“You're not going to see a storm of construction workers coming in here Monday,” Booher said.
Booher said construction won't take place around the clock. But he did say there will be different times during construction when some activities would require working into the night.
Mayor Bob Fescemyer said he wasn't concerned about any negative impacts of the project, which most residents are happy to see.
“If we didn't do this now, we would be gridlocked,” he said.
State Rep. Frank Dermody, D-Oakmont, who lobbied the Rendell administration to provide money for the project, thanked the bridge team for their work and asked residents to be patient through the construction.
“This is not an easy project, and everybody knows we need a new bridge,” Dermody said. “I think they've designed a nice bridge.”
Tom Yerace is a staff writer for Trib Total Media. He can be reached at firstname.lastname@example.org.
Show commenting policy
TribLive commenting policy
You are solely responsible for your comments and by using TribLive.com you agree to our Terms of Service.
We moderate comments. Our goal is to provide substantive commentary for a general readership. By screening submissions, we provide a space where readers can share intelligent and informed commentary that enhances the quality of our news and information.
While most comments will be posted if they are on-topic and not abusive, moderating decisions are subjective. We will make them as carefully and consistently as we can. Because of the volume of reader comments, we cannot review individual moderation decisions with readers.
We value thoughtful comments representing a range of views that make their point quickly and politely. We make an effort to protect discussions from repeated comments either by the same reader or different readers.
We follow the same standards for taste as the daily newspaper. A few things we won't tolerate: personal attacks, obscenity, vulgarity, profanity (including expletives and letters followed by dashes), commercial promotion, impersonations, incoherence, proselytizing and SHOUTING. Don't include URLs to Web sites.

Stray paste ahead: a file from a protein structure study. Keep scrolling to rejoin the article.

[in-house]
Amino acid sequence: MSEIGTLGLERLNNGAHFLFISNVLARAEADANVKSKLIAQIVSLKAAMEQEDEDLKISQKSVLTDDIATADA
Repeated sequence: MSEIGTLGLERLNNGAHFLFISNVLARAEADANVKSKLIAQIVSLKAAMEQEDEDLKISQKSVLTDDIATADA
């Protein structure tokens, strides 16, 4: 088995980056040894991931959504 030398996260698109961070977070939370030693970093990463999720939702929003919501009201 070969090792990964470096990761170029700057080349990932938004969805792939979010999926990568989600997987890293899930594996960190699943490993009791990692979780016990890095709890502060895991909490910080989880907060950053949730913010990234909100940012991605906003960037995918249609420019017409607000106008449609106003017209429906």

We do not edit comments. They are either approved or deleted. We reserve the right to edit a comment that is quoted or excerpted in an article. In this case, we may fix spelling and punctuation.
We welcome strong opinions and criticism of our work, but we don't want comments to become bogged down with discussions of our policies and we will moderate accordingly.
We appreciate it when readers and people quoted in articles or blog posts point out errors of fact or emphasis and will investigate all assertions. But these suggestions should be sent via e-mail. To avoid distracting other readers, we won't publish comments that suggest a correction. Instead, corrections will be made in a blog post or in an article.
- New Kensington resident looks to transform city
- Retiring Arnold, Lower Burrell mayors look back with contrasting views
- Freeport Area moves ahead with high school turning lanes
- Arnold man to stand trial in drug overdose death
- GOP candidates for Butler County commissioner call for civility
- South Butler school officials to draw on survey
- Winfield Road work pushed back by PennDOT
- Pittsburgh Street in Springdale to close weekend of April 10
- Freshman arrested in Burrell High School bomb threat
- Smaller properties in Alle-Kiski Valley remain attractive to drillers
- Plum police search for home invasion suspect